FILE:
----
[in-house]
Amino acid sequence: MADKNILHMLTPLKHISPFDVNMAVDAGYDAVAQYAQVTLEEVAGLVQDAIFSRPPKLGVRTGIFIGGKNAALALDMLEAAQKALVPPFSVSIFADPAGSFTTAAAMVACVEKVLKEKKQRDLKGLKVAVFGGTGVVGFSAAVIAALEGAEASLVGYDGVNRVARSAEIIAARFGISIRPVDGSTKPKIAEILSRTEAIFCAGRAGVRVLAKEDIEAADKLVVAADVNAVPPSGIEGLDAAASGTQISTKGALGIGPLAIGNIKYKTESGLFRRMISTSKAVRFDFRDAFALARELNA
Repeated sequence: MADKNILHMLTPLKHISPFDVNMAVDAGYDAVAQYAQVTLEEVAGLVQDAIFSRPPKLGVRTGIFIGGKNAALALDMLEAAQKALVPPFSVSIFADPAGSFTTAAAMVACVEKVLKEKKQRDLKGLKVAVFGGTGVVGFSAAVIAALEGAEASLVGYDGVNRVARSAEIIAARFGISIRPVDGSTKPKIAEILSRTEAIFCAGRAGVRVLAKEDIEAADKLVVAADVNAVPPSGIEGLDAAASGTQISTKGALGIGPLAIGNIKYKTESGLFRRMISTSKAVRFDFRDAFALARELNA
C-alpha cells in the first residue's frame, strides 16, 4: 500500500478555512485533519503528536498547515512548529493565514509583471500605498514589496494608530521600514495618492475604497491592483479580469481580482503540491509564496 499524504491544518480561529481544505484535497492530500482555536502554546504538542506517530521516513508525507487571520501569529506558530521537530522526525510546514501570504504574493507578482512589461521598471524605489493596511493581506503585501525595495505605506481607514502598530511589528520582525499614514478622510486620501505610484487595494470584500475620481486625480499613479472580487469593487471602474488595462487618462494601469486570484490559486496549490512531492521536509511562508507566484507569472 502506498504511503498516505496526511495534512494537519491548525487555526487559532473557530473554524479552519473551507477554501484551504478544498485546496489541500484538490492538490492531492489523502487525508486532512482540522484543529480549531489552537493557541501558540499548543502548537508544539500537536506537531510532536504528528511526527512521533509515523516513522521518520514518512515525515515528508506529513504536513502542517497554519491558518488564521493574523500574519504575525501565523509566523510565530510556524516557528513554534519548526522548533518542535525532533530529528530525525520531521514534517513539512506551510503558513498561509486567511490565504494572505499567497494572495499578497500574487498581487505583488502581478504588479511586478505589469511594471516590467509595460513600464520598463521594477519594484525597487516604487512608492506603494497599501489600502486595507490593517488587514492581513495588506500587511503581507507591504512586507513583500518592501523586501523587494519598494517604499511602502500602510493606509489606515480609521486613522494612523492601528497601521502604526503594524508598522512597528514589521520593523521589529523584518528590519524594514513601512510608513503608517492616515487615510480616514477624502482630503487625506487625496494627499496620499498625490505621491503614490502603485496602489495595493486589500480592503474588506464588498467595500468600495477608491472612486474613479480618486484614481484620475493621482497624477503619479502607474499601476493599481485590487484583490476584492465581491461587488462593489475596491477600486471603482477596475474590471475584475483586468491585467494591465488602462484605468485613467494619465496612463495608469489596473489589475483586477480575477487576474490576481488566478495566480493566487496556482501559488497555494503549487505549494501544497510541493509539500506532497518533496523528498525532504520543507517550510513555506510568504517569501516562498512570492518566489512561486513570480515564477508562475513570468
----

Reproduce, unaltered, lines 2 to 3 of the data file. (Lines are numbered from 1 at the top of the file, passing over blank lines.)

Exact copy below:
Amino acid sequence: MADKNILHMLTPLKHISPFDVNMAVDAGYDAVAQYAQVTLEEVAGLVQDAIFSRPPKLGVRTGIFIGGKNAALALDMLEAAQKALVPPFSVSIFADPAGSFTTAAAMVACVEKVLKEKKQRDLKGLKVAVFGGTGVVGFSAAVIAALEGAEASLVGYDGVNRVARSAEIIAARFGISIRPVDGSTKPKIAEILSRTEAIFCAGRAGVRVLAKEDIEAADKLVVAADVNAVPPSGIEGLDAAASGTQISTKGALGIGPLAIGNIKYKTESGLFRRMISTSKAVRFDFRDAFALARELNA
Repeated sequence: MADKNILHMLTPLKHISPFDVNMAVDAGYDAVAQYAQVTLEEVAGLVQDAIFSRPPKLGVRTGIFIGGKNAALALDMLEAAQKALVPPFSVSIFADPAGSFTTAAAMVACVEKVLKEKKQRDLKGLKVAVFGGTGVVGFSAAVIAALEGAEASLVGYDGVNRVARSAEIIAARFGISIRPVDGSTKPKIAEILSRTEAIFCAGRAGVRVLAKEDIEAADKLVVAADVNAVPPSGIEGLDAAASGTQISTKGALGIGPLAIGNIKYKTESGLFRRMISTSKAVRFDFRDAFALARELNA